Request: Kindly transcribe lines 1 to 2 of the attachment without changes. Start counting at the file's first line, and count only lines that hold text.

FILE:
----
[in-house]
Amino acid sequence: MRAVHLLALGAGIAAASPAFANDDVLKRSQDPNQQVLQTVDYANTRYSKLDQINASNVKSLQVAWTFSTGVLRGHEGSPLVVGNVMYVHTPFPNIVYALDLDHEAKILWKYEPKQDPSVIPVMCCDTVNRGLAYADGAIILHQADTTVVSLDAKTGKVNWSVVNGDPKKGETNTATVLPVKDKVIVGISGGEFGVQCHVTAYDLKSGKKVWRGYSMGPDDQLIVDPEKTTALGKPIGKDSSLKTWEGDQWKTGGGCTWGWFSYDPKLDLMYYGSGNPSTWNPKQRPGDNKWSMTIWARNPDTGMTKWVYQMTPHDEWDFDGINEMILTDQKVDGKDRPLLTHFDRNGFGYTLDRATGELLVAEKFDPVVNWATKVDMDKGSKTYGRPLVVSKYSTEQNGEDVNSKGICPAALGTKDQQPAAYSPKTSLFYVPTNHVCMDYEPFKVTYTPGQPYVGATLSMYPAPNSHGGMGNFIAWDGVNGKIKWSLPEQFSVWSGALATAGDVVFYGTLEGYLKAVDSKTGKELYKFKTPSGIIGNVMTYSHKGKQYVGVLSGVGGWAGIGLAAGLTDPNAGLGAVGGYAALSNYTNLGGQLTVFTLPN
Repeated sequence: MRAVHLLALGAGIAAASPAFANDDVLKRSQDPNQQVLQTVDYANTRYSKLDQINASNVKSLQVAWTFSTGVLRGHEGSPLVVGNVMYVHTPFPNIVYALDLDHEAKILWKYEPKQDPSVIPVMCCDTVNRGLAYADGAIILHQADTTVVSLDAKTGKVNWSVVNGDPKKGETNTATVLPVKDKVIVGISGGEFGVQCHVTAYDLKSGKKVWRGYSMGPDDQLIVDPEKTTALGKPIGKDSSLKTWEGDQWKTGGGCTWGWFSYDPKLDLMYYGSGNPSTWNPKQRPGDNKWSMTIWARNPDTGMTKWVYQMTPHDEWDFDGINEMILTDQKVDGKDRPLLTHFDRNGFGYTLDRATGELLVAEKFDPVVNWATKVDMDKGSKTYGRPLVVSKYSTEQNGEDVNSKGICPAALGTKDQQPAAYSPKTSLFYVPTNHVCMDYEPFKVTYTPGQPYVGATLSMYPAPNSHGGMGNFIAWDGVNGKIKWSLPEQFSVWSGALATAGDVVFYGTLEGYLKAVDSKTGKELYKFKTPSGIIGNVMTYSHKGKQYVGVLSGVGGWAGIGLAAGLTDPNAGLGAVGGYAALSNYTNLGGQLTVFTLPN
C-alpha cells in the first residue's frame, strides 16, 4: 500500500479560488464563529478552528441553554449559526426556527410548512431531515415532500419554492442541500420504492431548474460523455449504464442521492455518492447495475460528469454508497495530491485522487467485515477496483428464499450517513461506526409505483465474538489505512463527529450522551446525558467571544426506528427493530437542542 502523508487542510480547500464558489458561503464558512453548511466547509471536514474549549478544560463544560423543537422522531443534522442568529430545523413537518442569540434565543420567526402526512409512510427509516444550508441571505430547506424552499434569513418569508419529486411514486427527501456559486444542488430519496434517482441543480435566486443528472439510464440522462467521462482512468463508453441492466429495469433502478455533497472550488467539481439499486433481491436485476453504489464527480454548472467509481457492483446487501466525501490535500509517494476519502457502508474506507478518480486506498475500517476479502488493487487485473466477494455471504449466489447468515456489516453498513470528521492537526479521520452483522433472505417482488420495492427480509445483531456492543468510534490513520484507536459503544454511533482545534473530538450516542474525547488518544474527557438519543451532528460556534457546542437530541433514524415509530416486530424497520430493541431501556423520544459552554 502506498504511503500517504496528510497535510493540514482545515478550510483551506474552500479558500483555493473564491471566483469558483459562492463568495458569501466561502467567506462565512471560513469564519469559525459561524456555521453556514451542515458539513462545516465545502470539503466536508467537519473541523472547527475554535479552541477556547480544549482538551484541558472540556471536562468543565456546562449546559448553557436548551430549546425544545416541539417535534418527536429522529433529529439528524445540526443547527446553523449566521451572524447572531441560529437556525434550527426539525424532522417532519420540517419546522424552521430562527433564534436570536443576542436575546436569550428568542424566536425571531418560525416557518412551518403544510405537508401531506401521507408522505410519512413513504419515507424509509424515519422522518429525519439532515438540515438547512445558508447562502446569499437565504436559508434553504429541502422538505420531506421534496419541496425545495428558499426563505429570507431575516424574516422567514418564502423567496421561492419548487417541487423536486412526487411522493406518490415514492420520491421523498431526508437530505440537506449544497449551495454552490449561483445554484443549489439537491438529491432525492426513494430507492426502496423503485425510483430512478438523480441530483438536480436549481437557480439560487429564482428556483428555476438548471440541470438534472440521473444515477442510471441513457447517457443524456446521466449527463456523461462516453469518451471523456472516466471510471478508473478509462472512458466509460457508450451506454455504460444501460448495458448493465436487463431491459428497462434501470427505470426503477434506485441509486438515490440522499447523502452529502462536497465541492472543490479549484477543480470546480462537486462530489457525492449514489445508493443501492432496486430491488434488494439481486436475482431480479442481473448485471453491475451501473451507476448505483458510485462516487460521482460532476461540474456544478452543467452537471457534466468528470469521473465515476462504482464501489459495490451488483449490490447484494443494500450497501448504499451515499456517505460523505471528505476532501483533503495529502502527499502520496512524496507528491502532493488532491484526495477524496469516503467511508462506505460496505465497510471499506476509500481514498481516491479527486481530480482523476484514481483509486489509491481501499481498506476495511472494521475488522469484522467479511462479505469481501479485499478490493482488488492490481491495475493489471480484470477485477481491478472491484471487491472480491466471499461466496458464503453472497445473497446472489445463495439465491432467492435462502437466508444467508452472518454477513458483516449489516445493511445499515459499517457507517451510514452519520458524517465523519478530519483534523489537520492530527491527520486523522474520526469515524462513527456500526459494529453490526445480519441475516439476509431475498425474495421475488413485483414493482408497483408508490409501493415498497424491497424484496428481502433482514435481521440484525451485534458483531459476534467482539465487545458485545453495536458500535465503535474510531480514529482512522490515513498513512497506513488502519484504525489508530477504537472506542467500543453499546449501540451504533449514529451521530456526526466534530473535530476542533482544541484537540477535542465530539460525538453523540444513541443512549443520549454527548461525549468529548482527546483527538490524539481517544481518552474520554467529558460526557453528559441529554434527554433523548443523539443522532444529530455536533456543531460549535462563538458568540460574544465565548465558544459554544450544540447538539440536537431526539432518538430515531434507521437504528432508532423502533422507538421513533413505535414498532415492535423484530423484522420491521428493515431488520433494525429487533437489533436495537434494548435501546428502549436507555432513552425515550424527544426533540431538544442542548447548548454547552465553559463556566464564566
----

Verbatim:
[in-house]
Amino acid sequence: MRAVHLLALGAGIAAASPAFANDDVLKRSQDPNQQVLQTVDYANTRYSKLDQINASNVKSLQVAWTFSTGVLRGHEGSPLVVGNVMYVHTPFPNIVYALDLDHEAKILWKYEPKQDPSVIPVMCCDTVNRGLAYADGAIILHQADTTVVSLDAKTGKVNWSVVNGDPKKGETNTATVLPVKDKVIVGISGGEFGVQCHVTAYDLKSGKKVWRGYSMGPDDQLIVDPEKTTALGKPIGKDSSLKTWEGDQWKTGGGCTWGWFSYDPKLDLMYYGSGNPSTWNPKQRPGDNKWSMTIWARNPDTGMTKWVYQMTPHDEWDFDGINEMILTDQKVDGKDRPLLTHFDRNGFGYTLDRATGELLVAEKFDPVVNWATKVDMDKGSKTYGRPLVVSKYSTEQNGEDVNSKGICPAALGTKDQQPAAYSPKTSLFYVPTNHVCMDYEPFKVTYTPGQPYVGATLSMYPAPNSHGGMGNFIAWDGVNGKIKWSLPEQFSVWSGALATAGDVVFYGTLEGYLKAVDSKTGKELYKFKTPSGIIGNVMTYSHKGKQYVGVLSGVGGWAGIGLAAGLTDPNAGLGAVGGYAALSNYTNLGGQLTVFTLPN